Monday, July 14, 2014

Key to Detecting Alzheimer's Early Could Be in the Eye

Scientists have found that certain biological changes in the retina and lens of the eye, and in the sense of smell, may help predict whether people with no or minor memory issues may go on to develop the progressive brain disease, according to findings presented here Sunday at the Alzheimer's Association International Conference.
But amyloid plaques found in the brain also are known to be deposited in the eye. Two company-funded studies found that those deposits can be detected through noninvasive eye-imaging technology and are highly correlated with the amyloid results from brain imaging.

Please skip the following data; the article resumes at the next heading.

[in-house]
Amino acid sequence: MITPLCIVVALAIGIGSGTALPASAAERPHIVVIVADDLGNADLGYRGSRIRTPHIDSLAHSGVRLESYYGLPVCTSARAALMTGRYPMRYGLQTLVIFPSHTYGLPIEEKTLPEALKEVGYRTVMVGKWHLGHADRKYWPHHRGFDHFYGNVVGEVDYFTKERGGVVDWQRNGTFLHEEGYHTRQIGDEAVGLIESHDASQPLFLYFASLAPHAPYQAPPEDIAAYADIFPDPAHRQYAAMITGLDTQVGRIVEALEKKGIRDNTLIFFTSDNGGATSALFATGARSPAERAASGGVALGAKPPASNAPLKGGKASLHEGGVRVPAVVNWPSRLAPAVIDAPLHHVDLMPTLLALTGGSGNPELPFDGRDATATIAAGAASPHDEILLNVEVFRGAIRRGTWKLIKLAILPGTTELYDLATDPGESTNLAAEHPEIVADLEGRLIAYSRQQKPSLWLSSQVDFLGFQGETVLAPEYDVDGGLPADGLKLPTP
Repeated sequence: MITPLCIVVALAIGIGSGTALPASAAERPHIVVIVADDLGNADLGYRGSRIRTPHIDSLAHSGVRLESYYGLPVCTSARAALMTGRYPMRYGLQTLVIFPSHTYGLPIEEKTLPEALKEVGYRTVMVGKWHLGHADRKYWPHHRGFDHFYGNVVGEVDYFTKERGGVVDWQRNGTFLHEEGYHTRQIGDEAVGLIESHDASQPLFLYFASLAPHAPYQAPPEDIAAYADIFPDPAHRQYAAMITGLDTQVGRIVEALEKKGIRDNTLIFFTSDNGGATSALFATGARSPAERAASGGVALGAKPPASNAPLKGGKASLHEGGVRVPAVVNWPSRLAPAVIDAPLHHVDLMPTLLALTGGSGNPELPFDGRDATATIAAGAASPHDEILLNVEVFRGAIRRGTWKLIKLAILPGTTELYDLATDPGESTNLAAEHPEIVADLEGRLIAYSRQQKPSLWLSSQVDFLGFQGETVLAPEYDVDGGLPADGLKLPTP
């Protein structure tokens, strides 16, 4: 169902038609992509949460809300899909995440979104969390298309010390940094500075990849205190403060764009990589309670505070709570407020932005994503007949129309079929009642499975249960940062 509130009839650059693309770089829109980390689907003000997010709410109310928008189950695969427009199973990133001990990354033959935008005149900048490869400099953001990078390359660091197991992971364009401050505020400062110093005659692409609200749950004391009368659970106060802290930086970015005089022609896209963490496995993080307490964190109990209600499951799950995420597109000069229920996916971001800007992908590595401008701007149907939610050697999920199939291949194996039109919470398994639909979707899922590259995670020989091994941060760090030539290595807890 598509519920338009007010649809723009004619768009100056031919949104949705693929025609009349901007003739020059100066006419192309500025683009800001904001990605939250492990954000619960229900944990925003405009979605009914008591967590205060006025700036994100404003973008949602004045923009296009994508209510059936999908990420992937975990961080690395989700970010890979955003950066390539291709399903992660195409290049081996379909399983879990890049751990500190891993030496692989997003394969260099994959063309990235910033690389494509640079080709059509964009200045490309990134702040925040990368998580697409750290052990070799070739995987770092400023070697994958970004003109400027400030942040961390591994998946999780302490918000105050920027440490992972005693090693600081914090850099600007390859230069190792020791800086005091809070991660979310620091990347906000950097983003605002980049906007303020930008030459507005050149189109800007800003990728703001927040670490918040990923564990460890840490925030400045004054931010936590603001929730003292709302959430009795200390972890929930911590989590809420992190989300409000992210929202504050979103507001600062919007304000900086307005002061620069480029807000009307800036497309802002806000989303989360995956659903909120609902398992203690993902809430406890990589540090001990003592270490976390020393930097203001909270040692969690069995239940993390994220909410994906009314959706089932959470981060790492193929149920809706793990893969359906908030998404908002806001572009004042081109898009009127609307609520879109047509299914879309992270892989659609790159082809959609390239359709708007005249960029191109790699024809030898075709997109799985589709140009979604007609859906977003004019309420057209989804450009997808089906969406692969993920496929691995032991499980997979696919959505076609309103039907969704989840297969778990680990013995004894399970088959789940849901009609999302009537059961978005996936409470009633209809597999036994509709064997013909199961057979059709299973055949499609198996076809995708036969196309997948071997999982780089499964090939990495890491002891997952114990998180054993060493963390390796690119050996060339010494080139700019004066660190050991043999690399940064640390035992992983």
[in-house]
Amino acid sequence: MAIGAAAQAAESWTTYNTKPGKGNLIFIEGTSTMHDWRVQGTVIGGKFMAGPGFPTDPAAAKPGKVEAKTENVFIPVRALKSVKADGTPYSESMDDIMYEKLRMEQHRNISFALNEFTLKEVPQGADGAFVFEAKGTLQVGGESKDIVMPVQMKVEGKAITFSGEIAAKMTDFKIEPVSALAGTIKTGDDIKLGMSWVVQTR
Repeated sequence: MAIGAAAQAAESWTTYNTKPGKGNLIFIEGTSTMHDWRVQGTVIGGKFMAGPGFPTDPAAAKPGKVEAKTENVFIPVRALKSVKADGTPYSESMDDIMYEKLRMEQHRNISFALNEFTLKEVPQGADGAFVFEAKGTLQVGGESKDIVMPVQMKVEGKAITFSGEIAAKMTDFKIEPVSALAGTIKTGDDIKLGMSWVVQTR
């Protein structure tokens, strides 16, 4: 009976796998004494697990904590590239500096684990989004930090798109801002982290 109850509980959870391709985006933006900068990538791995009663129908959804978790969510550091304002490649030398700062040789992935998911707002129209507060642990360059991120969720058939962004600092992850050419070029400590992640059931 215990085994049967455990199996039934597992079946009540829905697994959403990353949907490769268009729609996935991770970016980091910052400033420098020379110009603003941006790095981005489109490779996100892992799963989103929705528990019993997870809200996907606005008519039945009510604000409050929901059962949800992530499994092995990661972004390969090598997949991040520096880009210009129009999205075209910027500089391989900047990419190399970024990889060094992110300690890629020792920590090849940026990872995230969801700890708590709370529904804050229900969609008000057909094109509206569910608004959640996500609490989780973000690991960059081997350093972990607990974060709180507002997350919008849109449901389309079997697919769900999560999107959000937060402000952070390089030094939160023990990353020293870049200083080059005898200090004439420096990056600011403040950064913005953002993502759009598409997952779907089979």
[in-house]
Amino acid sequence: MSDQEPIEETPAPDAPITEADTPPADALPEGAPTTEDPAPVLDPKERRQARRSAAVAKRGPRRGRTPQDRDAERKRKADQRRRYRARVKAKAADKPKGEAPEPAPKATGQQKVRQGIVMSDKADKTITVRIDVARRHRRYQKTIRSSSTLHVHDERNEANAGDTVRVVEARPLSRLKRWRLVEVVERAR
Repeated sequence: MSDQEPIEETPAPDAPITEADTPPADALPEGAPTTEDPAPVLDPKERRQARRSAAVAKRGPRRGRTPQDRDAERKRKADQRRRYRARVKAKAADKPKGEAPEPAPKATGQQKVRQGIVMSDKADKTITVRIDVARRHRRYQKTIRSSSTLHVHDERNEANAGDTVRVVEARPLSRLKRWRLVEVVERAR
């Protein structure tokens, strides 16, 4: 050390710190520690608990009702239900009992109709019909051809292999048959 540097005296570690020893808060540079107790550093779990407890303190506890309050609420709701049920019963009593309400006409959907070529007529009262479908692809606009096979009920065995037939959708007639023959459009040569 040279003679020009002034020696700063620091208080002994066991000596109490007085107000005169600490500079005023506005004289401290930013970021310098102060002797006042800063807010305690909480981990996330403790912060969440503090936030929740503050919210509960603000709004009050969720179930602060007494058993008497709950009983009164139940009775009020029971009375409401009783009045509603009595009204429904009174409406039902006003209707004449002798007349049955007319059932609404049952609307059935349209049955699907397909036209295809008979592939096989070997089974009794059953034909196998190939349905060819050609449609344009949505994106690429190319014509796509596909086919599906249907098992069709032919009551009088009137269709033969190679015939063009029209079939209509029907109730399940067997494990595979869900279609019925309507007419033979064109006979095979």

Cognoptix Inc., a closely held biotech company in Acton, Mass., focuses on amyloid detection in the lens of the eye. CSIRO Australia, the country's national science agency, and its Sacramento, Calif.-based partner, NeuroVision Imaging LLC, have been studying the retina, in the back of the eyes.
The retina is like a "piece of brain outside the brain," said Shaun Frost, a researcher at CSIRO Australia.
The first 40 patients in a 200-participant study showed that retina changes correlated strongly with amyloid plaque development in the brain. The full study will be completed this year, according to Dr. Frost.

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